On Whipped Cream and Cocktails
I’ve heard of so many ridiculous cocktail combinations that it often barely registers, much like the hum of traffic outside of my apartment window. Truthfully, I count blue martinis and lemon drops as the checkout line of mixed drinks where an array of candy stands before the buyer and their exit. I like candy too, you know, but everything in its place.
Yet every now and then it’s worthy of a warning shot, if only to see if anyone realizes how utterly ridiculous these drinks really are and how humanity in its infinite advancement sometimes still drags its knuckles when it comes to quality imbibing, especially in restaurants. Is anyone else astounded that the very first thing you’re likely handed in a dining establishment is just plain crap?
Yesterday’s “Ask Tom” chat for the Washington Post Online lends a ready example:
While dining in Williamsburg at a rated restaurant, I ordered a frozen strawberry daiquiri — is it wrong to have such a drink before dinner? The drink arrived without warning with a heap of reddi whip, definitely not real whipped cream, on top. I objected but all the restaurant would offer was to have the bartender remove the topping. The server said they always make the drink with a topping! Is this something new? Yuck.
I’m not a snob–a nerd, yes, but not a snob. However, the thought of anyone putting whipped cream on a Daiquiri, especially on the 100th year anniversary of this brilliant, simple combination is worthy of lesser form of torture such as the Indian rug burn or Charlie horse. “Yuck” is right.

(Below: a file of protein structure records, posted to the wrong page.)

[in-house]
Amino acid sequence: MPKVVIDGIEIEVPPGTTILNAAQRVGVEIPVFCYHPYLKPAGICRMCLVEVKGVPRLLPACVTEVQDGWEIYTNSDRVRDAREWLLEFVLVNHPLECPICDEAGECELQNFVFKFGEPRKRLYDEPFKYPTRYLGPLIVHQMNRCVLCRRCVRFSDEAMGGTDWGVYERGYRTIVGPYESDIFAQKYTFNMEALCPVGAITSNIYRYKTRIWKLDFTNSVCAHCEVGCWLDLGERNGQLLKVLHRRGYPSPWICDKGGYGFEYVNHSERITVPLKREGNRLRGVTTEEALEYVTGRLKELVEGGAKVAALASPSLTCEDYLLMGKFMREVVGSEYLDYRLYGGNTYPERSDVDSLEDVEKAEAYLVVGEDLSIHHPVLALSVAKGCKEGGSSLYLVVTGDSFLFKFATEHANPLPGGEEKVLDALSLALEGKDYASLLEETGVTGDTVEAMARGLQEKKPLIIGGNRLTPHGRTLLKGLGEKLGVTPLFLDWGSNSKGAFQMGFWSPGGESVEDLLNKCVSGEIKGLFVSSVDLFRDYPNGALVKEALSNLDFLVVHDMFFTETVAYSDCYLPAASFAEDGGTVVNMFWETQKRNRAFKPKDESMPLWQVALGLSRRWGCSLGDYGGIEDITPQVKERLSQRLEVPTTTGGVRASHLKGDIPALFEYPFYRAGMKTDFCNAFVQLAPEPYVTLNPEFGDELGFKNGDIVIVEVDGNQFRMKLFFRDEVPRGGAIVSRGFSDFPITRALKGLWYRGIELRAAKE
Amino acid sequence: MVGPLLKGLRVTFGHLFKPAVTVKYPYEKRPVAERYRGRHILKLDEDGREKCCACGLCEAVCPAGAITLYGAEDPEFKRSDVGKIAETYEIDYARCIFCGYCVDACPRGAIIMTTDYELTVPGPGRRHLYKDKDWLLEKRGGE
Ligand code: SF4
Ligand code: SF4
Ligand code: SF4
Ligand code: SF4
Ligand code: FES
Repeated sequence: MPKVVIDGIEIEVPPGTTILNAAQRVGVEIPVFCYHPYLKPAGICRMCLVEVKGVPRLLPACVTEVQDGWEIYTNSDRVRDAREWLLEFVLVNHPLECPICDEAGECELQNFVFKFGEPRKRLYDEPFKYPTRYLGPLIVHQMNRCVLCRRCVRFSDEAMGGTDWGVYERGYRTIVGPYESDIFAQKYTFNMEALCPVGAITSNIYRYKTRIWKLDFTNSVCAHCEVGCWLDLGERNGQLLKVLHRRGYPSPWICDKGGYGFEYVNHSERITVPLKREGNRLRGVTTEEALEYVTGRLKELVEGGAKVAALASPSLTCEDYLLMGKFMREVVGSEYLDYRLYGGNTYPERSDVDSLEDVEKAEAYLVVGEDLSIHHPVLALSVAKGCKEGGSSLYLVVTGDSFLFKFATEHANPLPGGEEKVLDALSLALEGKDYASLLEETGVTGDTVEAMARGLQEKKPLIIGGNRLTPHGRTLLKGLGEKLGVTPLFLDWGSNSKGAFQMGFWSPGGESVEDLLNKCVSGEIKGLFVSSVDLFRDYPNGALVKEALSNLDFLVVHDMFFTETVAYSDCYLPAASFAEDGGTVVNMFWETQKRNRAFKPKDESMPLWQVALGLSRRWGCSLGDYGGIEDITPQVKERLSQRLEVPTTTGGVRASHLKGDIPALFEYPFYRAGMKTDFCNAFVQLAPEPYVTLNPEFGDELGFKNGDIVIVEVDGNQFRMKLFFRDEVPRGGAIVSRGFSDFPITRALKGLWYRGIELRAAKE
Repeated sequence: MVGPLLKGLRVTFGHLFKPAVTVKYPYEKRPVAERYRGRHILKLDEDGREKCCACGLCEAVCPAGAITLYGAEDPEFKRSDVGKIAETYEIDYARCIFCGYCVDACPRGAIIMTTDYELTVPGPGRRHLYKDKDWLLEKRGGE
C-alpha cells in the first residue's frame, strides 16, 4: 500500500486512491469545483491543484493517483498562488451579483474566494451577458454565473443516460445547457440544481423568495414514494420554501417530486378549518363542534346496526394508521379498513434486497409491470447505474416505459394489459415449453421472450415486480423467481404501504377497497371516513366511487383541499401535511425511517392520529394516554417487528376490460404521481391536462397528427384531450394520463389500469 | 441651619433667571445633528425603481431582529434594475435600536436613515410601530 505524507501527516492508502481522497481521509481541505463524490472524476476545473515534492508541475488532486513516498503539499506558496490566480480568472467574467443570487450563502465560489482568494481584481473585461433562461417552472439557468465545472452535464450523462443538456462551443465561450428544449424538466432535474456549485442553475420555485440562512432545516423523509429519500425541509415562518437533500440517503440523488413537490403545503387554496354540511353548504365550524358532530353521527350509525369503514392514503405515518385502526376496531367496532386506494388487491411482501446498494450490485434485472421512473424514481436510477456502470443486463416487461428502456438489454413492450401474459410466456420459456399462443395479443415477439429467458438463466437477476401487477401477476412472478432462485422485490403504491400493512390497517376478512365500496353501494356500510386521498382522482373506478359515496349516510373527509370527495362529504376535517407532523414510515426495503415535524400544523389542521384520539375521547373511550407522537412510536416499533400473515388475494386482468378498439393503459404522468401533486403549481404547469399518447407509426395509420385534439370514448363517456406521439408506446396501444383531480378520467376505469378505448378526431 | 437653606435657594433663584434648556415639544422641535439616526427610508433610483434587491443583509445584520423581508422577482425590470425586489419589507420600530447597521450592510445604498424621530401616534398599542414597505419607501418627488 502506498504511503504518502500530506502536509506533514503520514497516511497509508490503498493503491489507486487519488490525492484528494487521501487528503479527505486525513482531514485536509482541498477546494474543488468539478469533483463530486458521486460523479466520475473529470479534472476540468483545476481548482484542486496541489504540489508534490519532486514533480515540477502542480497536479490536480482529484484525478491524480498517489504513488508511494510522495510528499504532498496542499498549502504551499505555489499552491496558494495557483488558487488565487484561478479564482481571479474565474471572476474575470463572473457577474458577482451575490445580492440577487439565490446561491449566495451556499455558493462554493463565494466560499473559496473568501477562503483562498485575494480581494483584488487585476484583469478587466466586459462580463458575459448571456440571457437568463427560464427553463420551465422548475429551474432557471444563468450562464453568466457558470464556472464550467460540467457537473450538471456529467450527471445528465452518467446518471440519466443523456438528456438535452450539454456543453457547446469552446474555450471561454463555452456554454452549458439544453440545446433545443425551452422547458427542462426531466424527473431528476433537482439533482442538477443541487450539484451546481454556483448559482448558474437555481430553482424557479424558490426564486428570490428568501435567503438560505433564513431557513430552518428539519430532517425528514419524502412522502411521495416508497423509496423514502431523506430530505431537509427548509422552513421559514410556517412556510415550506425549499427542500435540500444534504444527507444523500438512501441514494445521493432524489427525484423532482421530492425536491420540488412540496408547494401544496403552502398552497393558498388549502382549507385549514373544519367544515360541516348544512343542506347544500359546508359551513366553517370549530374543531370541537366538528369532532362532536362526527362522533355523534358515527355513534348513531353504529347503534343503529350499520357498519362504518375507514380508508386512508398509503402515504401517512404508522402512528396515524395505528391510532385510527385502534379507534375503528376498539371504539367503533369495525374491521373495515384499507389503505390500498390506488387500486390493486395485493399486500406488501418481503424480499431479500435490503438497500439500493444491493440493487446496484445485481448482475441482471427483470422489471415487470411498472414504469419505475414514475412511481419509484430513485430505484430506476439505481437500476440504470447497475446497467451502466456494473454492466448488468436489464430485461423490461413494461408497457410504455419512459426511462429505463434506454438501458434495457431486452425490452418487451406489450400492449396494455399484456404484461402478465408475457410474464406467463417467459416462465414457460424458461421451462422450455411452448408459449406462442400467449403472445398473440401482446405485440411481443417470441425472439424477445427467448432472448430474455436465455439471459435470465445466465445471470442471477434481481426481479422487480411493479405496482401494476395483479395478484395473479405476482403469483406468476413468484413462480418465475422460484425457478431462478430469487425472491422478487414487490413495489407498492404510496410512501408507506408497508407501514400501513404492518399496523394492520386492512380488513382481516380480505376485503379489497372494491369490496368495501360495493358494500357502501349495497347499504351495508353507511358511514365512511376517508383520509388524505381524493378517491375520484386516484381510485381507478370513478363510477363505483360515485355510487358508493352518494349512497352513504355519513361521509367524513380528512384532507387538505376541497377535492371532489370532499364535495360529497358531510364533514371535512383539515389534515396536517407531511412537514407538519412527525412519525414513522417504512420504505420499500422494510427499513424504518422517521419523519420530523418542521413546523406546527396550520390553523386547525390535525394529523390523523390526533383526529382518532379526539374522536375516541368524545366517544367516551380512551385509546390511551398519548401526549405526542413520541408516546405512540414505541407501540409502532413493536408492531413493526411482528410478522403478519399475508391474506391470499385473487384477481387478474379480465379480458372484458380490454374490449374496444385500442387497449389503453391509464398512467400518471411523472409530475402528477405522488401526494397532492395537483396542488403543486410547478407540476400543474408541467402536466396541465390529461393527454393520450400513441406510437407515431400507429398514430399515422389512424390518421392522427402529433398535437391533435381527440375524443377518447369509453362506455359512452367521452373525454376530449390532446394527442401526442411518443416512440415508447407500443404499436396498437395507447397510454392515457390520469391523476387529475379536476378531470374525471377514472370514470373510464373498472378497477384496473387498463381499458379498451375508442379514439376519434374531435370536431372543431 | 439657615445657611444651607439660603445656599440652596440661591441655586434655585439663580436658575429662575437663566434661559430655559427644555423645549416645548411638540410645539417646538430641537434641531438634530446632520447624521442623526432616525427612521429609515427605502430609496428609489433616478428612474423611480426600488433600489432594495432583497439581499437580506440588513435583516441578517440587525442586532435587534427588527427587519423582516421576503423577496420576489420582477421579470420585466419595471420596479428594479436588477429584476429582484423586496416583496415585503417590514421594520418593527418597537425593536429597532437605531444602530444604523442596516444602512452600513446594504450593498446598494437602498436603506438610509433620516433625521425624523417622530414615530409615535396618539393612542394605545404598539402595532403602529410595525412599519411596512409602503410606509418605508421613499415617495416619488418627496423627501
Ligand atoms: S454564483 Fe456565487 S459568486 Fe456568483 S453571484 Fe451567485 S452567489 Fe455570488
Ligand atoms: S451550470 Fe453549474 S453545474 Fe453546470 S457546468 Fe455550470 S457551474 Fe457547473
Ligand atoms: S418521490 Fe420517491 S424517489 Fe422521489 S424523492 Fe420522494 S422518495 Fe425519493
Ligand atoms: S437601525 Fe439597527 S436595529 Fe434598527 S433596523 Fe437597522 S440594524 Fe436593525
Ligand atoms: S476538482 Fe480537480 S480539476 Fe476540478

The obvious line of defense, dining critics–who would rip into an establishment for serving boxed macaroni and cheese or microwave-ready burritos–adopt an “anything goes” attitude toward these drinks in spite of public interest and the cocktail's place at the table. Yet my ire is not toward them–the bar has always been a democracy to the totalitarian dining experience and cosmos often accompany steaks and chocolate martinis Caesar salad. So be it.
My ire is toward so-called fine dining establishments who list the farms they use on the menu, insist upon the highest standards of service and are content to use store-bought mixes and serve bubble-gum sweet drinks. Fine examples of local restaurants that take cocktails seriously include Restaurant Eve, Bourbon Steak, PS7 and Rasika. Yet cocktail lists needn’t be complex or over-studied. The Daiquiri is composed of rum, sugar and lime and not whipped cream or whatever else tends to accompany the designation “frozen,” in which case it is a perfect aperitif for an excellent meal.